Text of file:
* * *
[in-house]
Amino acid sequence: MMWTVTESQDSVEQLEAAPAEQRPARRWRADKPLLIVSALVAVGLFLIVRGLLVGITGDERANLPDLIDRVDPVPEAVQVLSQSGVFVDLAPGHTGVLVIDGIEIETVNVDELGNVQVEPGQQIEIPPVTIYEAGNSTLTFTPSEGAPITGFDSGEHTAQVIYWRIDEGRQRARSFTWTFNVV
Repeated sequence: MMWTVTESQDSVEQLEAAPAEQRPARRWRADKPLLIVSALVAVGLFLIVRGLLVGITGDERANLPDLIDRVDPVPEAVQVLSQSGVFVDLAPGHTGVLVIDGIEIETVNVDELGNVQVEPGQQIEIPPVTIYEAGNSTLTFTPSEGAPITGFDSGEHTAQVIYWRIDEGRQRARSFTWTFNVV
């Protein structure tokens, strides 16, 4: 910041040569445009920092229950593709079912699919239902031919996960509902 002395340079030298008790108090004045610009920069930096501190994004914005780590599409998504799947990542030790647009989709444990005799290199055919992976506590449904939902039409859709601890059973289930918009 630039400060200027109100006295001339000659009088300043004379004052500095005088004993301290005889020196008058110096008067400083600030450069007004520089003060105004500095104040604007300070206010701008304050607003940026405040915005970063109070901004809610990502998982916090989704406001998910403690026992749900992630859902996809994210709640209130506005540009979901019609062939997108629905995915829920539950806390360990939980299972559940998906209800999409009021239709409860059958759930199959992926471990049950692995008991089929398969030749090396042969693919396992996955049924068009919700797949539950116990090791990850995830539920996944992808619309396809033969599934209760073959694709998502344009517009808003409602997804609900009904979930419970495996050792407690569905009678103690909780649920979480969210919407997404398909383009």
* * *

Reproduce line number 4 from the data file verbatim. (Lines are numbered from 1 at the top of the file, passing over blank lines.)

């Protein structure tokens, strides 16, 4: 910041040569445009920092229950593709079912699919239902031919996960509902 002395340079030298008790108090004045610009920069930096501190994004914005780590599409998504799947990542030790647009989709444990005799290199055919992976506590449904939902039409859709601890059973289930918009 630039400060200027109100006295001339000659009088300043004379004052500095005088004993301290005889020196008058110096008067400083600030450069007004520089003060105004500095104040604007300070206010701008304050607003940026405040915005970063109070901004809610990502998982916090989704406001998910403690026992749900992630859902996809994210709640209130506005540009979901019609062939997108629905995915829920539950806390360990939980299972559940998906209800999409009021239709409860059958759930199959992926471990049950692995008991089929398969030749090396042969693919396992996955049924068009919700797949539950116990090791990850995830539920996944992808619309396809033969599934209760073959694709998502344009517009808003409602997804609900009904979930419970495996050792407690569905009678103690909780649920979480969210919407997404398909383009």